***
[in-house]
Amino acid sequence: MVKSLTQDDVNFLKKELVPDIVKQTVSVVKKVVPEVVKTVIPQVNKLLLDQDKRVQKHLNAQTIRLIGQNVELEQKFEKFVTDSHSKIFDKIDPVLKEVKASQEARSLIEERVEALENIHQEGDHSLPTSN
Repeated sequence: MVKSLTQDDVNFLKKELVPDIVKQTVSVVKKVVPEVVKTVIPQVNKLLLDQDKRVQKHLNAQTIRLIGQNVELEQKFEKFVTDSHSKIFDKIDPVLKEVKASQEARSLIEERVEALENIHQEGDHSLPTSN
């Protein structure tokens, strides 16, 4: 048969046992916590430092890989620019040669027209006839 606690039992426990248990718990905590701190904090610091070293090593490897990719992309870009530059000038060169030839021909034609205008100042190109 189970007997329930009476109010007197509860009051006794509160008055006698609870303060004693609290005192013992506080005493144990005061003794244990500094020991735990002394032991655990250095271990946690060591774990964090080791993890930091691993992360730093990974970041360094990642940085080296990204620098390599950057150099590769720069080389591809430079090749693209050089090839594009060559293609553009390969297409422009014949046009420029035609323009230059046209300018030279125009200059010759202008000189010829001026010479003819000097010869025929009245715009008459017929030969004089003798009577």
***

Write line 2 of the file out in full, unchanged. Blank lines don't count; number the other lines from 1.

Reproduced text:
Amino acid sequence: MVKSLTQDDVNFLKKELVPDIVKQTVSVVKKVVPEVVKTVIPQVNKLLLDQDKRVQKHLNAQTIRLIGQNVELEQKFEKFVTDSHSKIFDKIDPVLKEVKASQEARSLIEERVEALENIHQEGDHSLPTSN